Monday 18 September 2023 - Infertility rates have increased around the world in recent decades, with male infertility in particular a major problem. Dr Yoni Baert of the Vrije Universiteit Brussel is studying the increase in infertility among men. Despite the trend, there is currently no relevant model to allow scientists to carry out in-depth studies outside the body. “Testicular organoids from human medical waste may be a substitute for laboratory animals,” says Baert.
Male fertility is noticeably declining around the world. “Sperm production has fallen by almost half in the last 50 years, so something is clearly wrong,” says Baert. “There is indirect evidence pointing to the negative impact of things we ingest through the air and food or that our skin comes into contact with. Those substances likely interfere with the normal functioning of the testes. In addition, there are many causes that aren’t yet known. So there is an urgent need for a study model for the testes, for basic research on both the functioning of the reproductive system and the impact of certain substances. Today, researchers tend to use animal testing for these purposes.”
Baert wants to introduce a model based on organoids. An organoid is an artificial organ made in the lab from stem cells. Until now, Baert has used cells from mice in his research, but he has found a human alternative. “Medical waste, human tissue discarded after surgery, could be an interesting solution,” he says. “Normally that waste is discarded after an operation. But it sometimes comes from very large organs from which we can extract millions, sometimes even billions, of cells that we can perform in vitro research on.” No animal testing would therefore be required and the cells would come from a human source. “I’m committed to animal-free research,” says Baert. “First, it’s not nice to work with laboratory animals, it costs a lot of money and it’s also not always applicable. Indeed, the results of studies carried out on animals are not always relevant to humans. There are so many downsides to it. Sometimes there’s no other way, we have to face that, but if we can avoid it then that should be our goal.”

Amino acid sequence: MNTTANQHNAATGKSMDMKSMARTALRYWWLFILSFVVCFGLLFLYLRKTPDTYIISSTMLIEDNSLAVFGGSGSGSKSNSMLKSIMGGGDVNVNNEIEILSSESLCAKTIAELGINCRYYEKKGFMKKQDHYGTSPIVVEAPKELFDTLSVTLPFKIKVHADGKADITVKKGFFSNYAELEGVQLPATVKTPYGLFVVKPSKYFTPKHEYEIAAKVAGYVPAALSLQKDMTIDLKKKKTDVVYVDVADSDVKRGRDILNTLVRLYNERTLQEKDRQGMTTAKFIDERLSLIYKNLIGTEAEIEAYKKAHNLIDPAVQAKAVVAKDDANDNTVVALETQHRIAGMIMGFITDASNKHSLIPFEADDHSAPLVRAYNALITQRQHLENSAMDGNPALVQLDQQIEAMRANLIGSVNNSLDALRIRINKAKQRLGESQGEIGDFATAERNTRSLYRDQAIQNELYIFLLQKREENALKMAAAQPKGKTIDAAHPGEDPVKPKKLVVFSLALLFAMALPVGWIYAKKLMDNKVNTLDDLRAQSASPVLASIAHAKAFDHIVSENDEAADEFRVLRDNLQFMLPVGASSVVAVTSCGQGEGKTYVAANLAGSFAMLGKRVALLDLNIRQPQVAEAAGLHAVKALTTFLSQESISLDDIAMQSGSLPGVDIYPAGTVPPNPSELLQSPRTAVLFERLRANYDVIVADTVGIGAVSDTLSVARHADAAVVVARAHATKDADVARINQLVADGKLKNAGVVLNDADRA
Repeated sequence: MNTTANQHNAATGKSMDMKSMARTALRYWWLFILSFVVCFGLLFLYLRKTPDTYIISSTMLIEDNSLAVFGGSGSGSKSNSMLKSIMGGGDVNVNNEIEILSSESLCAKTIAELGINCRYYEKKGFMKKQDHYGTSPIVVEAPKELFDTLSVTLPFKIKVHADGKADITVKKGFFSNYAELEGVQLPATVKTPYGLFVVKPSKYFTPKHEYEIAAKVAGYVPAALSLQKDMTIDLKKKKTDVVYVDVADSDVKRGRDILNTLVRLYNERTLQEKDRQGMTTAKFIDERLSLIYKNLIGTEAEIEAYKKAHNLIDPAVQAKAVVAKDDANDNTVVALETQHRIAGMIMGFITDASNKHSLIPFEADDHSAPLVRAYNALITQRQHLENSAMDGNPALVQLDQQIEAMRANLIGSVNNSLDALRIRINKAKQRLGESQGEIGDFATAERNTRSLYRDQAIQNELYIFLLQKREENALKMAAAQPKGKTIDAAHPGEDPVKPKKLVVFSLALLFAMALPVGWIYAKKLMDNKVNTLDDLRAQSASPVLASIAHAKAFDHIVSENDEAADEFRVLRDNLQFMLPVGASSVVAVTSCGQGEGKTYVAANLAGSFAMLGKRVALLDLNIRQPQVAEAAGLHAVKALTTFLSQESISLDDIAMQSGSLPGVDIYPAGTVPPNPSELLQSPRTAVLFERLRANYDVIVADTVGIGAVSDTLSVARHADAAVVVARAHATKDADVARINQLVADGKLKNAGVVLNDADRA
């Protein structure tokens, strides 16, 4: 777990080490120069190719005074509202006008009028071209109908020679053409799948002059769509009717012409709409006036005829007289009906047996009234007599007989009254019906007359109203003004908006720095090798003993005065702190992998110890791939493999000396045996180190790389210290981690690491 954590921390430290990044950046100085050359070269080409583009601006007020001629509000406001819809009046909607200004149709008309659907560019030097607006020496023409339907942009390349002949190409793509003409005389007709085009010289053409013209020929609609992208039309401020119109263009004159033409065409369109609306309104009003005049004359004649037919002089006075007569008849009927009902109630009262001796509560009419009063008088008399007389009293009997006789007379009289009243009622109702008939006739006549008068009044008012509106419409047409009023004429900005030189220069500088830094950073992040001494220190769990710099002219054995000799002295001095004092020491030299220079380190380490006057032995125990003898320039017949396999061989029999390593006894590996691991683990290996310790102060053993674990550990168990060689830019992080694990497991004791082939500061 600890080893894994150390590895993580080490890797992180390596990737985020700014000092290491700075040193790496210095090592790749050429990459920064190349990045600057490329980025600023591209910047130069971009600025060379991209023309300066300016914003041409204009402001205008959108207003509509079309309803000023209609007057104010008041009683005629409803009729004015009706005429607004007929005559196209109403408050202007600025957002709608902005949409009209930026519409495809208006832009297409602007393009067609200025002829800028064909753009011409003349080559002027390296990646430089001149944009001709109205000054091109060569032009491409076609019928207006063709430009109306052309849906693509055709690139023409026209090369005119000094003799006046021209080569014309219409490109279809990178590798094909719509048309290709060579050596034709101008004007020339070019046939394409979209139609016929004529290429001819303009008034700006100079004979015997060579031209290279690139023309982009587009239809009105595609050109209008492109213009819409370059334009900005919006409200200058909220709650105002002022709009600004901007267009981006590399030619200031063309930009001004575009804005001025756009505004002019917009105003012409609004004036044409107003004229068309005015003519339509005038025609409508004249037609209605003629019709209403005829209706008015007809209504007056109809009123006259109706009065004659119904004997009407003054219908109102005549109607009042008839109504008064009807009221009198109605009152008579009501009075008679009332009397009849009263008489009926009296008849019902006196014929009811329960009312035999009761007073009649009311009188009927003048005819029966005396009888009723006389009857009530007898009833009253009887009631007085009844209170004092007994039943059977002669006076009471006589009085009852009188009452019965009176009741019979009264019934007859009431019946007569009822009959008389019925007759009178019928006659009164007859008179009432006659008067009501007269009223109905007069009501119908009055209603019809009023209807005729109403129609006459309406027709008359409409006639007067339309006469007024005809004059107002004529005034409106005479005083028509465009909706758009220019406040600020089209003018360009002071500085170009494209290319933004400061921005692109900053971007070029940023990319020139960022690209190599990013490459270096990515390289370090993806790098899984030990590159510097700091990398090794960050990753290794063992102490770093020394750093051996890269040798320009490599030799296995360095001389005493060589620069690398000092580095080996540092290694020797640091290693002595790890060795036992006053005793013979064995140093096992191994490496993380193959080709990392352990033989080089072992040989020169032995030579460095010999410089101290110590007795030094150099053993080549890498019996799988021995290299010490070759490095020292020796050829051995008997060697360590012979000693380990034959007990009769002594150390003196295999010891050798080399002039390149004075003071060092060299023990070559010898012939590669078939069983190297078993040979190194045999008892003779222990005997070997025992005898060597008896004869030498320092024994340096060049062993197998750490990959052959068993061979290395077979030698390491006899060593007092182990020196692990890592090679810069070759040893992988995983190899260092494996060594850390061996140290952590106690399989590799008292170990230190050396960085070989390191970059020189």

About Yoni Baert
Dr. Yoni Baert is part of the VUB research group In Vitro Toxicology & Dermato-Cosmetology (IVTD) and Biology of the Testis (BITE). He is also a member of IC-3Rs, a VUB innovation centre that promotes the “3R” principle of animal testing: replacement of animal testing by other research methods, reduction of the number of lab animals and refinement of tests to ensure less distress and improve animal welfare. The centre shares knowledge about animal-free research methods.
Joint 3R Symposium
From 19-21 September, VUB innovation centre IC-3Rs, EU-funded research project EU-TWINALT and animal welfare database RE-Place are holding a symposium on animal-free research methods on the VUB campus in Jette. Researchers from around the world will share their insights on animal-free methods. The symposium is just one of the organisers’ initiatives to raise awareness and engage scientists, public research institutions, industry and other stakeholders to replace animal testing with alternative methods when scientifically appropriate.
At the symposium on 21 September, Dr. Yoni Baert will speak about his animal-free, human-relevant in vitro model for male infertility research.
See the programme here.